What Is PHI?
PHI stands for Protected Health Information and refers to a broad range of information contained in either digital (e.g., electronic health records or EHR) or paper-based medical records that can be used to identify an individual. Data from medical records that are considered PHI encompasses anything created, used, or disclosed in the course of providing healthcare services.
This includes all data that relates to an individual’s past, present, or future health, the delivery of healthcare to an individual, or the payment for healthcare treatment. At a high level, PHI includes:
- Billing information
- Conversations between doctors and nurses about a patient
- Patient-identifiable information in a health insurance company’s computer system
The Privacy and Security Rules in the Health Insurance Portability and Accountability Act (HIPAA) define what data is considered PHI. HIPAA rules also direct how organizations collect, create, engage with, share, transmit, maintain, or store PHI to protect this data. According to HIPAA, administrative, physical, and technical safeguards must be in place to ensure the privacy, integrity, and availability of PHI.
Organizations and PHI
Covered entities and business associates must comply with HIPAA are any person or organization that provides treatment, payment, or is involved with operations related to healthcare.
Covered entities are primarily healthcare providers, health plans, and healthcare clearinghouses. Healthcare providers include doctors, clinics, dentists, ophthalmologists, psychologists, psychiatrists, nursing homes, chiropractors, pharmacies, hospitals, and other specialty providers. Health plans include health insurance companies, company health plans, PPOs, HMOs, Medicare, and Medicaid.
In addition, schools and employers can fall under the definition of a health plan if they handle PHI to manage health plan enrollment.
Business Associates of Healthcare Providers
A business associate is a vendor, contractor, or service provider who has access to, discloses, or uses PHI on behalf of a covered entity. This includes creating, transmitting, or storing PHI, or using it in a hosted application (e.g., websites, email systems, electronic health records or EHR, laboratory information management system or LIMS).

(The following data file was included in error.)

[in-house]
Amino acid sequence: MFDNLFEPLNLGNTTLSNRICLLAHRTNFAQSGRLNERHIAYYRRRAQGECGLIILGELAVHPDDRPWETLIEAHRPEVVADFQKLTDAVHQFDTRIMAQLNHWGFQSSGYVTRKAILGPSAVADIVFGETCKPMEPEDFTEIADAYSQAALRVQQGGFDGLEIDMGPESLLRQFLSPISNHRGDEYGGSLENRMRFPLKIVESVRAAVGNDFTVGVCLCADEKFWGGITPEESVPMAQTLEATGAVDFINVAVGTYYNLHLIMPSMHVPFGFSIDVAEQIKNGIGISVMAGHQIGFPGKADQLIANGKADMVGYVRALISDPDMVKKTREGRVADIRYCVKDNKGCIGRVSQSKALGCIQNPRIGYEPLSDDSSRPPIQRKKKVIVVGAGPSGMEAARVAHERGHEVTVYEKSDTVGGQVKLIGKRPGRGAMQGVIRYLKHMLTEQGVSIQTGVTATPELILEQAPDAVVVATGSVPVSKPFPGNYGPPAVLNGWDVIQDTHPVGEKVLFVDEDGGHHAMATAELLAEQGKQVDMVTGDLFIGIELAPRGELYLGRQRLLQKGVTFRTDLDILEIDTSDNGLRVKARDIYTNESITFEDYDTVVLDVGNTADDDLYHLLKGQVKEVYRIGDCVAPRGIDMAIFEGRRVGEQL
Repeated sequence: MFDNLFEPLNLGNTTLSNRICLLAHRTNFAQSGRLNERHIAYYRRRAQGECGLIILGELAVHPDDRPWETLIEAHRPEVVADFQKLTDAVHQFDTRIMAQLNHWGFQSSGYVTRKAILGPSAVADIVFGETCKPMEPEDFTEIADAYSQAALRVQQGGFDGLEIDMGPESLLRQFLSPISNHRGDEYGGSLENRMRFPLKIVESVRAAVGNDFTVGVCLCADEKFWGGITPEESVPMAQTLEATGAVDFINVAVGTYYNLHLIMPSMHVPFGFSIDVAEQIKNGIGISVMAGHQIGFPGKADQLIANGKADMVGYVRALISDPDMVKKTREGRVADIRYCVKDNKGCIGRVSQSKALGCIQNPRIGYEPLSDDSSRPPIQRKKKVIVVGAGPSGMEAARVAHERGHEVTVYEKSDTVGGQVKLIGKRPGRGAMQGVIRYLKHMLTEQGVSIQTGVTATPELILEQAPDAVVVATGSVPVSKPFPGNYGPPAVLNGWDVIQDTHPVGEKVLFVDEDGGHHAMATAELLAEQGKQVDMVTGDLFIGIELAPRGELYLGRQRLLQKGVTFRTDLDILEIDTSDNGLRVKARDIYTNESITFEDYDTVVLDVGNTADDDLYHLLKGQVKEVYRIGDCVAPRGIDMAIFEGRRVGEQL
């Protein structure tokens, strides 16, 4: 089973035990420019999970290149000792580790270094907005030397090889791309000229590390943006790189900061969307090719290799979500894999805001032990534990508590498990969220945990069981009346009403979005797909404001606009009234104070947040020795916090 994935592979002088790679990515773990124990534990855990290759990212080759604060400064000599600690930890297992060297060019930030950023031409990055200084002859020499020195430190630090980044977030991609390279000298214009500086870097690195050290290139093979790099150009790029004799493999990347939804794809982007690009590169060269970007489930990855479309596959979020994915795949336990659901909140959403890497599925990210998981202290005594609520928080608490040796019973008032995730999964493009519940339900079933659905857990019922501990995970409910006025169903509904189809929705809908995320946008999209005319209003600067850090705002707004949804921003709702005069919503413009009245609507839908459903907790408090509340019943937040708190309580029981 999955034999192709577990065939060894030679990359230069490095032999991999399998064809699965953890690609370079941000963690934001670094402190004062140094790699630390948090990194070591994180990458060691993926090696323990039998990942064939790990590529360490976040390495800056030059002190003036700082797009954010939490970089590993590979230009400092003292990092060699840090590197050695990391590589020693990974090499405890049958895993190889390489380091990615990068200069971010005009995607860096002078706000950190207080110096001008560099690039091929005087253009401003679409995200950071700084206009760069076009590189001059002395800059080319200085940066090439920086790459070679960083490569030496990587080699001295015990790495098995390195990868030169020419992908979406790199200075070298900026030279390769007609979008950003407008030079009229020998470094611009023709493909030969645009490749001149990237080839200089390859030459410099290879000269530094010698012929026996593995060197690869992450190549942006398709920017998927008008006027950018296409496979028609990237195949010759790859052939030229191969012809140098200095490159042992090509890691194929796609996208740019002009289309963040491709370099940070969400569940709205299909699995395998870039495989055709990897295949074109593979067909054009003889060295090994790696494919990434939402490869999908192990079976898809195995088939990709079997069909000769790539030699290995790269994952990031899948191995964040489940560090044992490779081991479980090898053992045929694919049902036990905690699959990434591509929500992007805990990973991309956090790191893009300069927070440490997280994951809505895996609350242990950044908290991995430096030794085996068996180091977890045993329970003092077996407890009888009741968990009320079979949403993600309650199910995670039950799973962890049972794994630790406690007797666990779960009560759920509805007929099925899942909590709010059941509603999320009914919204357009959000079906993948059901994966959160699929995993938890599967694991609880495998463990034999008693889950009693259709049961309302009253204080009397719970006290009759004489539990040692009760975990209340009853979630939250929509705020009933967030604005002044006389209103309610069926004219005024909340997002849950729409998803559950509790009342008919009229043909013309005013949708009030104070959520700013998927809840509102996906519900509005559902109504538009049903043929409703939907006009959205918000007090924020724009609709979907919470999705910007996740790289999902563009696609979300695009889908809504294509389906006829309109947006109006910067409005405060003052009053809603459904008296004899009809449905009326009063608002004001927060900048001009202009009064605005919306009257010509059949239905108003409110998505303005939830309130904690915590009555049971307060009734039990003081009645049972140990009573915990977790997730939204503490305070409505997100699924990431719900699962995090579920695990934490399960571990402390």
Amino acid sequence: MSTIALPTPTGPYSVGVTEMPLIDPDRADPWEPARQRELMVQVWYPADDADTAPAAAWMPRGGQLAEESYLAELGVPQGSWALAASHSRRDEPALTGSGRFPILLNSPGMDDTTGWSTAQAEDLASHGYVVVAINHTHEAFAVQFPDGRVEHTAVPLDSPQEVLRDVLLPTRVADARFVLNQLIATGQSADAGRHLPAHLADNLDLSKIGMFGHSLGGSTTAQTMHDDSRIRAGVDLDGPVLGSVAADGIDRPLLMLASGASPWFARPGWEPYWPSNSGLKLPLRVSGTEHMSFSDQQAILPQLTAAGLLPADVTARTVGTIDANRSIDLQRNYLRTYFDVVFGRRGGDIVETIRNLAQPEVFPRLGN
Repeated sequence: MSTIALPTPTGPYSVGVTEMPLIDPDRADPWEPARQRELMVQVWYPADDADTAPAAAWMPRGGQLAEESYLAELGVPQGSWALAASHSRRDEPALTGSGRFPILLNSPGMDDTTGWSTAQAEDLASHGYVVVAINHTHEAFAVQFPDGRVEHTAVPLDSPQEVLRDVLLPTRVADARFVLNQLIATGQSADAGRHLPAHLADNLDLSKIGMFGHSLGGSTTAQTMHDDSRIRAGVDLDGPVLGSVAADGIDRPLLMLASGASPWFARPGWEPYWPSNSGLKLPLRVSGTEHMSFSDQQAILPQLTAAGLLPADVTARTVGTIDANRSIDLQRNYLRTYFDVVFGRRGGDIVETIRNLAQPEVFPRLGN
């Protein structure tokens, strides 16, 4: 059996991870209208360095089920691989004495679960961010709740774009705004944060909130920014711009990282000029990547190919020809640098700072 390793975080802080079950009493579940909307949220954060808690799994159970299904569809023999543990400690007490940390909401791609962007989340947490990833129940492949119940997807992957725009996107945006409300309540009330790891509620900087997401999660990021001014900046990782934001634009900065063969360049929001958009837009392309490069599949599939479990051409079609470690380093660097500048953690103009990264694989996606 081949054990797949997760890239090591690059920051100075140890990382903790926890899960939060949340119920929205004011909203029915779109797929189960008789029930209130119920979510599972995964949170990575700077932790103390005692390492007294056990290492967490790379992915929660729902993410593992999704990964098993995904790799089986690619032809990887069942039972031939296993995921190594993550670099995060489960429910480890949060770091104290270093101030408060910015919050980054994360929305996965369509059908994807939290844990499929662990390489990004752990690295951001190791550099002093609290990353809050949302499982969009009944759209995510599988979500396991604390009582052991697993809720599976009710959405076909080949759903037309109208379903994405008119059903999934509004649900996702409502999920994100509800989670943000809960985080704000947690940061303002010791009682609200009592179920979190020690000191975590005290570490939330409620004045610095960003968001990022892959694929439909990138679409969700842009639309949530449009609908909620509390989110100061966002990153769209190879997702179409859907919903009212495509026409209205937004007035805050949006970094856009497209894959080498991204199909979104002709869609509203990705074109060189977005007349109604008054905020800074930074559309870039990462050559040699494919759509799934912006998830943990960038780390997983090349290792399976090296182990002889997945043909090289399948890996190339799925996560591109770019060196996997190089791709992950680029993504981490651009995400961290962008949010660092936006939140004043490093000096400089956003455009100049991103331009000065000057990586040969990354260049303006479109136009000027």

Let’s jump in and learn:
What is ePHI?
ePHI is Electronic Protected Health Information. It includes all individually identifiable health information created, maintained, or transmitted electronically by any organization regulated by HIPAA.
This includes PHI in computers, web portals, cloud-based applications, mobile devices, wearables, and dictation devices. PHI also includes electronic health records, recorded phone calls, emails, text messages, digital invoices, and video recordings. All of the HIPAA rules for PHI apply to ePHI.
What Information is Considered PHI?
Information that is considered PHI is any Personal Identifying Information (PII) that, separately or combined with other data elements, could allow a particular person or their healthcare status in the past, present, or future to be identified. PII that, when paired with health information, becomes PHI, includes the following.
- Telephone numbers
- Fax numbers
- Geographic data
- Social security numbers
- Full-face photos and other images with identifying characteristics
- Elements of dates related to an individual (e.g., birth date, appointment date, admission date)
All Medical Records (e.g., general, dental, and mental health)
- Account numbers
- Health plan beneficiary numbers
- Medical record numbers
- Biometric identifiers (e.g., fingerprint, voiceprint, retinal imaging)
- Scans from imaging machines (e.g., x-ray, MRI, ultrasound)